Review of You Are Here
You Are Here
By Donald Breckenridge
Starcherone Books, 2008
The thing about Donald Breckenridge’s slim, arrestingly good (and idiotically titled) novel You Are Here that everyone who reads it will notice first is the protracted stylistic gamble he attempts in the way he depicts conversations, so it’s probably best to deal with that gamble right away by answering the most important question: it mostly works.
The book is the unfolding story of Alan and Stephanie and James and Janet, four young people (and all their various friends, enemies, acquaintances, and co-workers) in 1990s New York, and what Breckenridge does throughout is to take the normal interplay in conversational scenes – the serve-and-volley between words and little actions – and completely free it from its theatrical origins, moving it in one bold stroke into the realm of felt, real-world experience. The typical “he said, he thought, he did, she said, she thought, she did” choreography of such moments becomes at once a surreal jumble that feels both stranger and more lifelike:
“It’s been such a gloomy week,” Janet had her hair and nails done the day before, “It’s like the entire city is in mourning again,” when the maid came to clean the apartment, “not that I blame them one bit … I was so depressed on Wednesday as well.” James couldn’t find anywhere to put his hands, “this week has been like one long hangover,” was at a loss for the right words, “before the next nightmare begins,” and was annoyed that all of the things he had prepared to say evaporated just as she buzzed him into her building and he began climbing the carpeted stairs with the bouquet in his right hand, “You know what I mean?”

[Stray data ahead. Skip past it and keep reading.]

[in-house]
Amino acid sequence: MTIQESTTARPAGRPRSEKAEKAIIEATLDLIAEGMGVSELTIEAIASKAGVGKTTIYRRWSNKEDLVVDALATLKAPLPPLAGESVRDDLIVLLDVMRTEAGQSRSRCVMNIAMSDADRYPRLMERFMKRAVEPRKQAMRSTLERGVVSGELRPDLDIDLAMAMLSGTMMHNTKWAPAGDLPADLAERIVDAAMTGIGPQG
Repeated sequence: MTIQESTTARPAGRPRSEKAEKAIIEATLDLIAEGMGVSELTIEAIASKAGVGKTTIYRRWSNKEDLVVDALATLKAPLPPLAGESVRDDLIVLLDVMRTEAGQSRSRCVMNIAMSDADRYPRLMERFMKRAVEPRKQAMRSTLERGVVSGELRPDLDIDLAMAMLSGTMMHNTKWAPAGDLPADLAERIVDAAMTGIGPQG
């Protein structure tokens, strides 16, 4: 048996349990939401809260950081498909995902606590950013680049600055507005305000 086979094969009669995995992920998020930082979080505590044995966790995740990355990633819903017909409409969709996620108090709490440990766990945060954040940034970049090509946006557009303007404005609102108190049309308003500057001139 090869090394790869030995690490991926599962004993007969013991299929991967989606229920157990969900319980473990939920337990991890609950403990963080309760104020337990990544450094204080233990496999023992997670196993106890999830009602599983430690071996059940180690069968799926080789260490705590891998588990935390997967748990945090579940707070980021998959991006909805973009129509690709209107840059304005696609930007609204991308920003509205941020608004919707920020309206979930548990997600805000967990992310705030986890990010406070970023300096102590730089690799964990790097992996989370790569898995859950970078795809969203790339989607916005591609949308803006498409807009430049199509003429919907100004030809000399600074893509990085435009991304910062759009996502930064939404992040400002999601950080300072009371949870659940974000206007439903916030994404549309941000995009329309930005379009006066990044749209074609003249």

But as fascinating as this gamble is, it itself is mostly stagecraft, often upstaging the genuine artistry of Breckenridge’s prose and the gentle, assured insight he brings to bear on all his characters. This is the second time I’ve been thoroughly impressed by the sheer literary quality of a novel put out by Starcherone Books (the first was Zachary Mason’s Lost Books of the Odyssey), and I’m starting to think this may not be a simple coincidence. You Are Here is the kind of slim, sporadically-distributed novel many readers will be tempted to skip in favor of more accessible (in all meanings) fare – I urge such readers to find this book and devote a long afternoon to it. Time well spent.